As with just about anything else in life, knowledge is power when it comes to working on a Corvette. Whether due to economic necessity, the satisfaction that comes with fixing something yourself, or the simple desire to get one's hands dirty, many choose to turn their own wrenches. But these days, especially with the advent of computer-controlled engines, you gotta know what you're doing. As a relatively new C4 owner, I feel more than a little trepidation about attempting repairs that go much beyond "remove and replace" on my car. Troubleshooting? Diagnosis? Help! There was definitely room for me to improve my Corvette knowledge, and as you know, we here at Team VETTE seek out professional help when we need it!
If you want to learn about everything C4, Gordon Killebrew is certainly the man to see. Killebrew currently serves fourth-gen enthusiasts through his phone consulting and troubleshooting service, For Your Car Inc., and through Gordon's School, which he established in 1997. For those of you who aren't familiar with Mr. Killebrew, I'll give you a short bio: Gordon was one of the original members of the Corvette Action Center, which was started by then Chief Engineer Dave McLellan during the C4 years. The Action Center fielded questions from GM's Tech Center, Chevrolet dealers, and private Corvette owners regarding any and all problems they couldn't fix. Before working in the Action Center, Gordon was a mechanic at the end of the assembly line, where he handled electrical and air condition repairs on the new Corvettes as they came off the line. And if all that's not enough, Gordon was also a proof editor for Service and Owner's Manuals.
This experience was very much in evidence throughout the weekend. Suffice it to say that Gordon has an encyclopedic knowledge of fourth-generation Corvettes. "I'm no different than anyone else," he contends. "I just worked on them every day. I'm very seldom asked a new question. I took 50-60 calls a week, and was the mechanic at the end of the line. I saw more in a week than a dealer saw in a year." When asked why he's chosen to spend his retirement teaching others about Corvettes, two things are evident: he feels it's important (and who can argue with that?), and he enjoys it. "My main reason for doing this is that there's such a lack of knowledge (about C4s)," according to Gordon. "No one seems to know the right answer, even the dealer. The dealer's not bad, but Corvettes are a small part of their business, and they don't receive that much training on them. And it's doing something I like to do. I like to be around Corvettes, working on them and teaching about them."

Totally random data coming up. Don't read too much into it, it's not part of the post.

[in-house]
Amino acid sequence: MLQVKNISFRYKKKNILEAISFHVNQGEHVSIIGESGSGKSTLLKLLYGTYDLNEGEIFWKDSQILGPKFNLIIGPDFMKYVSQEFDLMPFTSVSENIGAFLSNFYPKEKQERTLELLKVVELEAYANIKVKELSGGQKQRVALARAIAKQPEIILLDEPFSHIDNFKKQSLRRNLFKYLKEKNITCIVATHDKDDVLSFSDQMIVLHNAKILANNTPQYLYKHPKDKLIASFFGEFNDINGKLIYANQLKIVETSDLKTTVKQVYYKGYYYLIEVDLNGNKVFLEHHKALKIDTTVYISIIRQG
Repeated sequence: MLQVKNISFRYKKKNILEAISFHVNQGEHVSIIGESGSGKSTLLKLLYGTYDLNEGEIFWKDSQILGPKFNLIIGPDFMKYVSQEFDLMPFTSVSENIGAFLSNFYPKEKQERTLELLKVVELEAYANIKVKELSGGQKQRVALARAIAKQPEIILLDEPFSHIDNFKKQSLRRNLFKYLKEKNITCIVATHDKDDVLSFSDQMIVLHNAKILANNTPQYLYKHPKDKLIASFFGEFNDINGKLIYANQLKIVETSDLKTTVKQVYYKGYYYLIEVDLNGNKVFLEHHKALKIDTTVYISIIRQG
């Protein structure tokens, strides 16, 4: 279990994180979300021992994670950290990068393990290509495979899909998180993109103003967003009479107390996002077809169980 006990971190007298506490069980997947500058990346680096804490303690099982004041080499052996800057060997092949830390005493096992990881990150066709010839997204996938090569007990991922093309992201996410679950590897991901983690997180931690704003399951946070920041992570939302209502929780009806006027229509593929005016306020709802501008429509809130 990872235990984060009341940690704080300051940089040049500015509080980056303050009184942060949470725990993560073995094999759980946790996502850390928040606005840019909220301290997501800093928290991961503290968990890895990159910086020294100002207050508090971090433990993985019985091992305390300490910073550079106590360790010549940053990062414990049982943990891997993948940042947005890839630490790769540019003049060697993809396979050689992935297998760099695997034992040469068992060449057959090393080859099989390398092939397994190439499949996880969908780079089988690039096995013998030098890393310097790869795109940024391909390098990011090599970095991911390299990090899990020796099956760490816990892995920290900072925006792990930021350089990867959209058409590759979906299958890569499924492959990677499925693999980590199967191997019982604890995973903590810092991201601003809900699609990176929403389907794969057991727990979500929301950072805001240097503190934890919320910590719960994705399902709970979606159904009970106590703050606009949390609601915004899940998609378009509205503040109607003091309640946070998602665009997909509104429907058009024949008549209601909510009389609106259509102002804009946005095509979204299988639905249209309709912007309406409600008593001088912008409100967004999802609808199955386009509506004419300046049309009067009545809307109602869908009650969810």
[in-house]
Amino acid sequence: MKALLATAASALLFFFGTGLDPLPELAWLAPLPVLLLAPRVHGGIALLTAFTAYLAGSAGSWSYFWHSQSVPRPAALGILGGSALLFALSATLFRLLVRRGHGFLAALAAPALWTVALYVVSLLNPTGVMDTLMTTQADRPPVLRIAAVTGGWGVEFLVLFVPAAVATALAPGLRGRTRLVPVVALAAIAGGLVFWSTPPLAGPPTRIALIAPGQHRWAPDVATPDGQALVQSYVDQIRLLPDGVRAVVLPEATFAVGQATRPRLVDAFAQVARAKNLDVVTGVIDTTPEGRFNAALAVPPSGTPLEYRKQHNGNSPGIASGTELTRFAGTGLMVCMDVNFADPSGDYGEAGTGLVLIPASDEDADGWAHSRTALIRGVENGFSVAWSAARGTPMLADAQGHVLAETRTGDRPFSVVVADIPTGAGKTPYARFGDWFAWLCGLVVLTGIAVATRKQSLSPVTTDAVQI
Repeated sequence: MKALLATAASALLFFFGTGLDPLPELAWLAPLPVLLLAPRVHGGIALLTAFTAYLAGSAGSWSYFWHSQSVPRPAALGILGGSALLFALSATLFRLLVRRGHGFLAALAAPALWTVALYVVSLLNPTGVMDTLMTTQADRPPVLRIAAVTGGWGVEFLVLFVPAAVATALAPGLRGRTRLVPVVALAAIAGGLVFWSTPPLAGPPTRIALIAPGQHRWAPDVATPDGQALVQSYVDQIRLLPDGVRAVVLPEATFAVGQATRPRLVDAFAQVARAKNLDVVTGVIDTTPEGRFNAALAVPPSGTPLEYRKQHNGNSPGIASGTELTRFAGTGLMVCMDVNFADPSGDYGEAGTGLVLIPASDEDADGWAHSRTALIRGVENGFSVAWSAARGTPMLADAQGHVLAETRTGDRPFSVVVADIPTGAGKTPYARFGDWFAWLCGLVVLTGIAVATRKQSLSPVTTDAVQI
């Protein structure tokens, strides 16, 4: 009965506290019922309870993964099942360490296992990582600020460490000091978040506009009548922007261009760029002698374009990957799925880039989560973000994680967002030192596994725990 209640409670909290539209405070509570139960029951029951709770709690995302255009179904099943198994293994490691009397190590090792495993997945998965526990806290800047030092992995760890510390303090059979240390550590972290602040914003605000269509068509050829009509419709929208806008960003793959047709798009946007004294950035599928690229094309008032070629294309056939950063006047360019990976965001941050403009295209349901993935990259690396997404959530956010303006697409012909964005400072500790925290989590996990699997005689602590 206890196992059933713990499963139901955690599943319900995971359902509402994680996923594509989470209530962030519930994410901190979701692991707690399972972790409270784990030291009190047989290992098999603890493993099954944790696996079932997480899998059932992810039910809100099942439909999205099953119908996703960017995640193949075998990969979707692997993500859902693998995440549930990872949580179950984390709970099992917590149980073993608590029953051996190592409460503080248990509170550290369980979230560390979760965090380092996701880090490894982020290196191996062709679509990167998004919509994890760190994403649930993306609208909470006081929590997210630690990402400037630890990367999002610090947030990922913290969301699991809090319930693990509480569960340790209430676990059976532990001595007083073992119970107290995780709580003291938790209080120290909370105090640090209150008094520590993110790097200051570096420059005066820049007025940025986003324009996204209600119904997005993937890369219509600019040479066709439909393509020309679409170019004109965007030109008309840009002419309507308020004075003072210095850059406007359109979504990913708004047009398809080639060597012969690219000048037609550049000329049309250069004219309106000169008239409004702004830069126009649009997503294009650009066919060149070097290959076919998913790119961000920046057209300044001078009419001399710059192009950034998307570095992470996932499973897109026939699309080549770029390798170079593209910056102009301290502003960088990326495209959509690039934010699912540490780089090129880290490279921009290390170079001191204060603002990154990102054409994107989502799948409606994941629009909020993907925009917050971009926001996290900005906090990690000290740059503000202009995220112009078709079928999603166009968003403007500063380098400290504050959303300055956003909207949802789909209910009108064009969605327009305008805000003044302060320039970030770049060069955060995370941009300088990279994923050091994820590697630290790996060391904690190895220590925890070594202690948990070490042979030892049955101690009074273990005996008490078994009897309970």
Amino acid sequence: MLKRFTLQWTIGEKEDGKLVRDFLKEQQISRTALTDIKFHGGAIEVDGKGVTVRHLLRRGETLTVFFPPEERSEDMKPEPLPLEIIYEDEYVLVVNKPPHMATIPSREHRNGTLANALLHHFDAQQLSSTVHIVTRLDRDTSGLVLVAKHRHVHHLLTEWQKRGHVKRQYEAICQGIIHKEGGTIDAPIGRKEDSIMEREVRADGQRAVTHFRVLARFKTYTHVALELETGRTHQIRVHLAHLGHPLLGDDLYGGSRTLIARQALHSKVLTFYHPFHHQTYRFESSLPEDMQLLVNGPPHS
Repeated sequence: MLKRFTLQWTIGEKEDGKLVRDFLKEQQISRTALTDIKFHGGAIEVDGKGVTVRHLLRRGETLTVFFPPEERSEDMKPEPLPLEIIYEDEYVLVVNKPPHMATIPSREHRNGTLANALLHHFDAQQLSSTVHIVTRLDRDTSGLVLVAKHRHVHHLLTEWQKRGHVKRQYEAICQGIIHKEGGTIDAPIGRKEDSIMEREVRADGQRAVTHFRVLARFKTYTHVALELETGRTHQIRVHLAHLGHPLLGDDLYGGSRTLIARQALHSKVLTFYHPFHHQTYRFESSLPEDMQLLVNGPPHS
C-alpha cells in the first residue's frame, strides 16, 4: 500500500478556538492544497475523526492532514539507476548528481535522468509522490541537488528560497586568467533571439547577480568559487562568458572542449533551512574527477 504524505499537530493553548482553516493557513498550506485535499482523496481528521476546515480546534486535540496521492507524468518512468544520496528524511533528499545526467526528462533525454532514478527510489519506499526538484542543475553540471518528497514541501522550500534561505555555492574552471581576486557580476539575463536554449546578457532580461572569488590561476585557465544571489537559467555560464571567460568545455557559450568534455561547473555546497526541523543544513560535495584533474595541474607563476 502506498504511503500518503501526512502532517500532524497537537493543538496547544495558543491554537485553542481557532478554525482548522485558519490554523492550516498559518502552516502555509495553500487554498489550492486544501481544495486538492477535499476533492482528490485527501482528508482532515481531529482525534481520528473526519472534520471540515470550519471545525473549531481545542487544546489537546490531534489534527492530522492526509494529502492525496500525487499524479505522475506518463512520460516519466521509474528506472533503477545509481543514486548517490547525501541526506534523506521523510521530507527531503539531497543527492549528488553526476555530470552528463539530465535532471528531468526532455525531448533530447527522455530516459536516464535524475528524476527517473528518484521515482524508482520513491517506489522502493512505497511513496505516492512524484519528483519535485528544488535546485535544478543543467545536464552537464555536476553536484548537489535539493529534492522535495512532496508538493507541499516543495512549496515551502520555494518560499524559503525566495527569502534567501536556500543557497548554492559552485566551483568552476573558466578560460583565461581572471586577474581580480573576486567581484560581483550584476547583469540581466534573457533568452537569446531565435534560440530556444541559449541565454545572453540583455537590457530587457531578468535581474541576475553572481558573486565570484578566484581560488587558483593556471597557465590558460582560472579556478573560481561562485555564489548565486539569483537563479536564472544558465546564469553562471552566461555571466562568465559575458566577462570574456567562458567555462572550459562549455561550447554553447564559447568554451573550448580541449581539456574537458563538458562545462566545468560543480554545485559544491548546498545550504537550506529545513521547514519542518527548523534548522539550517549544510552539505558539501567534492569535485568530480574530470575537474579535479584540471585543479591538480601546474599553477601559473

Gordon offers four classes. Corvette 101 is a one-day session that presents an "overview of how the Corvette functions," and is recommended for "Want-to-be Owners, Future Buyers, and New Owners." Corvette 102 is also a one-day class, offering "more in-depth instructing for owners who want to do their own troubleshooting and repairs." Corvette 103 lasts for two days, and is recommended for "graduates of Corvette 101 and 102, Advanced Owners, Dealer Technicians, Independent Shop Technicians, and Shop Owners." The fourth class is Corvette ZR-1, which spends two days covering, "advanced operational and troubleshooting, covering all aspects of the '90-95 ZR-1 Corvettes."
I elected to sign up for Corvette 103. I may have been giving myself too much credit, but one advantage of being the only student in a class is that Gordon could (and did) tailor the class to my level. "We didn't get into detail," he told me afterwards, "but we covered the most common things...preventative stuff to do. When dealing with shop techs, I'll get more detailed. But with owners, I work to their level. I try to show the simplest way to do something...there's so much to cover in two days." All of which sounded good to me.